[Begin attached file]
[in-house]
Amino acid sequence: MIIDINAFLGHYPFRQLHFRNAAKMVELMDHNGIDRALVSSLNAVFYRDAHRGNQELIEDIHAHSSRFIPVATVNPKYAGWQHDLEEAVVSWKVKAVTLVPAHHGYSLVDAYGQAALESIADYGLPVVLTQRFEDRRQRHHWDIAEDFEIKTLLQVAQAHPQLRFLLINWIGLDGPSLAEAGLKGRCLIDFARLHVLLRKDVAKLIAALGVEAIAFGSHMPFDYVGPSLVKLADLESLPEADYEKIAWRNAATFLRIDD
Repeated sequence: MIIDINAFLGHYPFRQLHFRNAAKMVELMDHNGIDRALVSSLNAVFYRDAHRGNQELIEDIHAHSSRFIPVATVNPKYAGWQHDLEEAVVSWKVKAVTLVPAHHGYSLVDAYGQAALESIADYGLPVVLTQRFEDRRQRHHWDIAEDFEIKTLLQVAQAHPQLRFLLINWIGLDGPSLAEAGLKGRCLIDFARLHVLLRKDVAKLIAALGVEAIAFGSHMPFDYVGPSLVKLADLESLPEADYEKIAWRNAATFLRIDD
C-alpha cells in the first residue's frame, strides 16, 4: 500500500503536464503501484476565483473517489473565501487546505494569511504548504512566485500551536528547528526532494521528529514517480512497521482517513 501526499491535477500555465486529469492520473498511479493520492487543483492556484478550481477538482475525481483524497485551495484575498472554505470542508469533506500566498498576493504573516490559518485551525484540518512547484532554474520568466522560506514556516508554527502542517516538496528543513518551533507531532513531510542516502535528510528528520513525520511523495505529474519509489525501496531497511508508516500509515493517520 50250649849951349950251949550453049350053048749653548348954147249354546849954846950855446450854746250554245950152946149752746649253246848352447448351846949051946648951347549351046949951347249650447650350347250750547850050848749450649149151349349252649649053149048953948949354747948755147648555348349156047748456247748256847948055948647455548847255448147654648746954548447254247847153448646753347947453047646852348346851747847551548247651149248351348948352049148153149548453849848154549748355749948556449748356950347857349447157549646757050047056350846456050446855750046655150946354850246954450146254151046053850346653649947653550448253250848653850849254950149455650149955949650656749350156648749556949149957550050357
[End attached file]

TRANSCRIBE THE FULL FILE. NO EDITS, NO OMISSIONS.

[in-house]
Amino acid sequence: MIIDINAFLGHYPFRQLHFRNAAKMVELMDHNGIDRALVSSLNAVFYRDAHRGNQELIEDIHAHSSRFIPVATVNPKYAGWQHDLEEAVVSWKVKAVTLVPAHHGYSLVDAYGQAALESIADYGLPVVLTQRFEDRRQRHHWDIAEDFEIKTLLQVAQAHPQLRFLLINWIGLDGPSLAEAGLKGRCLIDFARLHVLLRKDVAKLIAALGVEAIAFGSHMPFDYVGPSLVKLADLESLPEADYEKIAWRNAATFLRIDD
Repeated sequence: MIIDINAFLGHYPFRQLHFRNAAKMVELMDHNGIDRALVSSLNAVFYRDAHRGNQELIEDIHAHSSRFIPVATVNPKYAGWQHDLEEAVVSWKVKAVTLVPAHHGYSLVDAYGQAALESIADYGLPVVLTQRFEDRRQRHHWDIAEDFEIKTLLQVAQAHPQLRFLLINWIGLDGPSLAEAGLKGRCLIDFARLHVLLRKDVAKLIAALGVEAIAFGSHMPFDYVGPSLVKLADLESLPEADYEKIAWRNAATFLRIDD
C-alpha cells in the first residue's frame, strides 16, 4: 500500500503536464503501484476565483473517489473565501487546505494569511504548504512566485500551536528547528526532494521528529514517480512497521482517513 501526499491535477500555465486529469492520473498511479493520492487543483492556484478550481477538482475525481483524497485551495484575498472554505470542508469533506500566498498576493504573516490559518485551525484540518512547484532554474520568466522560506514556516508554527502542517516538496528543513518551533507531532513531510542516502535528510528528520513525520511523495505529474519509489525501496531497511508508516500509515493517520 50250649849951349950251949550453049350053048749653548348954147249354546849954846950855446450854746250554245950152946149752746649253246848352447448351846949051946648951347549351046949951347249650447650350347250750547850050848749450649149151349349252649649053149048953948949354747948755147648555348349156047748456247748256847948055948647455548847255448147654648746954548447254247847153448646753347947453047646852348346851747847551548247651149248351348948352049148153149548453849848154549748355749948556449748356950347857349447157549646757050047056350846456050446855750046655150946354850246954450146254151046053850346653649947653550448253250848653850849254950149455650149955949650656749350156648749556949149957550050357